Should Indonesia reciprocate for foreign aid by sparing Bali nine pair?

By Efrosini Costa

Should Indonesia reciprocate for foreign aid by sparing Bali nine pair?
A new call for the clemency of Andrew Chan and Myuran Sukumaran says it would be a fair exchange for Australia's billion-dollar tsunami aid.

In a last diplomatic resort, Australian Prime Minister Tony Abbott has called on the Indonesian government to “reciprocate” for Australia’s billion-dollar aid package following the 2004 Tsunami by sparing the Bali nine pair.

Mr Abbott renewed calls for clemency of the two citizens on death row for drug smuggling warning that “Australia would feel grievously let down” and that we would “make our displeasure known” should Indonesia proceed with the executions.

“Let’s not forget that a few years ago when Indonesia was struck by the Indian Ocean tsunami Australia sent a billion dollars worth of assistance, we sent a significant contingent of our armed forces to help in Indonesia with humanitarian relief and Australians lost their lives in that campaign to help Indonesia.”

“I would say to the Indonesian people and the Indonesian government: we in Australia are always there to help you and we hope that you might reciprocate in this way at this time.”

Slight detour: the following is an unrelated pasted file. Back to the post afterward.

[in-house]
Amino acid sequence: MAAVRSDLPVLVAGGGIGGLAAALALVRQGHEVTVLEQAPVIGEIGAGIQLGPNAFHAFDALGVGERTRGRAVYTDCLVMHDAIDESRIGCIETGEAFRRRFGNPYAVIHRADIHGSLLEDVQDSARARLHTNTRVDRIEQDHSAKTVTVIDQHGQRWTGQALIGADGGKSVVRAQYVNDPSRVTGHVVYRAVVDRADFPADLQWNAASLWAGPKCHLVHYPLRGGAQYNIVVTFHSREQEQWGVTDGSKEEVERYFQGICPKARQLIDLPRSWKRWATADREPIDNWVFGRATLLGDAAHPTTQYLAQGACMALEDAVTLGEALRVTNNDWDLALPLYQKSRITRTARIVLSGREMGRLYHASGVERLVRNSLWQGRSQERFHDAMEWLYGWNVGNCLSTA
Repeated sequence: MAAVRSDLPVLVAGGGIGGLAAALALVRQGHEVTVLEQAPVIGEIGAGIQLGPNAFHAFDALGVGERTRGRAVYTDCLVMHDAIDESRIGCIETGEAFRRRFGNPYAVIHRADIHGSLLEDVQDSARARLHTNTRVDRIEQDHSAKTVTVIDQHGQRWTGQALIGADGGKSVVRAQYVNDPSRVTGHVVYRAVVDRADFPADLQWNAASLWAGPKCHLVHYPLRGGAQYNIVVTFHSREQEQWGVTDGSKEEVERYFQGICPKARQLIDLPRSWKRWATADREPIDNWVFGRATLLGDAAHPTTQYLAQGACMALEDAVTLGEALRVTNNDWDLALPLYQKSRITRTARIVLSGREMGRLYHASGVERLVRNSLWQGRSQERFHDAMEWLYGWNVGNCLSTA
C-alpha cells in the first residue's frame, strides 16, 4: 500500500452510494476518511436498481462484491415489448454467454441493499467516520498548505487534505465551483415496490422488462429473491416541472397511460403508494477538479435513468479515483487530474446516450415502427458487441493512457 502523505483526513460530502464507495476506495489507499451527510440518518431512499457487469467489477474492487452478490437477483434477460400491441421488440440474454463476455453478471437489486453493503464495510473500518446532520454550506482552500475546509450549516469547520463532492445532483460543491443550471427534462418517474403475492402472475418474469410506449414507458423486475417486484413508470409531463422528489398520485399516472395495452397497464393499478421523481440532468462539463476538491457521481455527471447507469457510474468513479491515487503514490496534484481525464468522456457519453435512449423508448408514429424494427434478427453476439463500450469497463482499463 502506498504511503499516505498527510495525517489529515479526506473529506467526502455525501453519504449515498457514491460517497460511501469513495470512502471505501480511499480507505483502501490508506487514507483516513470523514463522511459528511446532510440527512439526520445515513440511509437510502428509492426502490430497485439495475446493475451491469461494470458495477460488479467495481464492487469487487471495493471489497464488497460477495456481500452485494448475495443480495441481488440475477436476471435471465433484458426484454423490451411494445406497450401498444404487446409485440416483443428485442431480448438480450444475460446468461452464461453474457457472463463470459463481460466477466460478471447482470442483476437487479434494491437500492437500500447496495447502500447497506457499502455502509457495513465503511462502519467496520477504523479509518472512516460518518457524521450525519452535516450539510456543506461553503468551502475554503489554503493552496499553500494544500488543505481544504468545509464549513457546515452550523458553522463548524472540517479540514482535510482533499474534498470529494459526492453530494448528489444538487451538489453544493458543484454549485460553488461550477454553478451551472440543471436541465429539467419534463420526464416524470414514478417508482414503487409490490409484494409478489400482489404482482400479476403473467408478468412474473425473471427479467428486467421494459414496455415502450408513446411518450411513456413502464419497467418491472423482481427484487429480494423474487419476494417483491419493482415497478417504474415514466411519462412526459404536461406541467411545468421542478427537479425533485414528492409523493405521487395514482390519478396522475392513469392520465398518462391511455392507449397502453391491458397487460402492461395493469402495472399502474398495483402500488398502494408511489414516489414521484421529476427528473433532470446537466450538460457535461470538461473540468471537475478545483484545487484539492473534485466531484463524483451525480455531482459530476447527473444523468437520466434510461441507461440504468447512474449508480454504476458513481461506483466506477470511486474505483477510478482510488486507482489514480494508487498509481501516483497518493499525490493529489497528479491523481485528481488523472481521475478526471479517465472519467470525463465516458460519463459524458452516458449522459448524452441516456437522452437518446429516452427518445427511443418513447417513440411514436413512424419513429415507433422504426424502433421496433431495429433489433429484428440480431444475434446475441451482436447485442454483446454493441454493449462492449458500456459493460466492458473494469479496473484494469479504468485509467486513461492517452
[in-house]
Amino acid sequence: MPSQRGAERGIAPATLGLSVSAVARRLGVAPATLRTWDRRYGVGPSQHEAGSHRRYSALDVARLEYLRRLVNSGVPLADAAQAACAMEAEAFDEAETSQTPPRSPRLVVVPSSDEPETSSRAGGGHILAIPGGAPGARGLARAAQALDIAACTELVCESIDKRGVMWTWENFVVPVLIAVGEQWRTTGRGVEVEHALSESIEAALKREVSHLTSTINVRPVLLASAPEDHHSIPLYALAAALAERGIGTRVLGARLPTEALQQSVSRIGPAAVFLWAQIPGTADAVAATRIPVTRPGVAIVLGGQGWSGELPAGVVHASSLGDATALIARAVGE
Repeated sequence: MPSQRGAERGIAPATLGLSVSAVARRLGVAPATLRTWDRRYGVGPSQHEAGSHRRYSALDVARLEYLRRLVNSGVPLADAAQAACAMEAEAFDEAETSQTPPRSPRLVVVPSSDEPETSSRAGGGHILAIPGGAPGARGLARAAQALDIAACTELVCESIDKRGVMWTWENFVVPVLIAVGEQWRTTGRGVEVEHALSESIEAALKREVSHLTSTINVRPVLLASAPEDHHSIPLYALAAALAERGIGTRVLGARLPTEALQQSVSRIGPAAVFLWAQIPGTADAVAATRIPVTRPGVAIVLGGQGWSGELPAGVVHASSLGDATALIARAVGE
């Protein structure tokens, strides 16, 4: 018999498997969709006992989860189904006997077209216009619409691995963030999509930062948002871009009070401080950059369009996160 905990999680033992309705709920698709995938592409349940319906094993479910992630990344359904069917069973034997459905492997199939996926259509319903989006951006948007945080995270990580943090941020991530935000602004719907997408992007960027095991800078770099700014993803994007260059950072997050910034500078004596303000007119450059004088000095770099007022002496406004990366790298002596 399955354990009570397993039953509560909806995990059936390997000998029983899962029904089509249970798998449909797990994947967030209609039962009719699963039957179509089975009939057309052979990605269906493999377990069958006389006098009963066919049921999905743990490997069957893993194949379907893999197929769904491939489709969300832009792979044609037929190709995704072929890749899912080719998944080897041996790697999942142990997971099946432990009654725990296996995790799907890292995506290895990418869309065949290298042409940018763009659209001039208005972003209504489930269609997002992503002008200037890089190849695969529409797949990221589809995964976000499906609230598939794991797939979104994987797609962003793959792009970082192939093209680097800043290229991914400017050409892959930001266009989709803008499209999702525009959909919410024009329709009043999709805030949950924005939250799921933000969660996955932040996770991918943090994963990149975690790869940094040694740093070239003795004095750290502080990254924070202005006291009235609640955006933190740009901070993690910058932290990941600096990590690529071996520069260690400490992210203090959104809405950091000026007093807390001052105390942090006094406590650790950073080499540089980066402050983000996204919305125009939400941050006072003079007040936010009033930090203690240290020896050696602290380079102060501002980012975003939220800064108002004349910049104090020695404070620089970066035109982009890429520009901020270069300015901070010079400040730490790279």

Yesterday, Indonesian authorities announced that they would be delaying the planned transfer of the pair to Nusa Kambangan and that the execution were unlikely to happen this month.

The prime minister said this was an “encouraging sign” adding that he hoped Indonesia “realised that its own best values and its own best interests are served by not going ahead with these executions”.

But Indonesia’s foreign minister, Retno Marsudi, said “it should be underlined that this issue is purely a law enforcement issue, law enforcement against an extraordinary crime”.

Mr Abbott said Chan and Sukumaran, two of nine people that sought to smuggle heroin from Indonesia to Australia, deserved a long time in jail but they did not deserve to die.

“In fact, they have become, it seems, thoroughly reformed characters in prison in Bali and they are now helping the Indonesian fight against drug crime, so much better to use these people for good than to kill them.”


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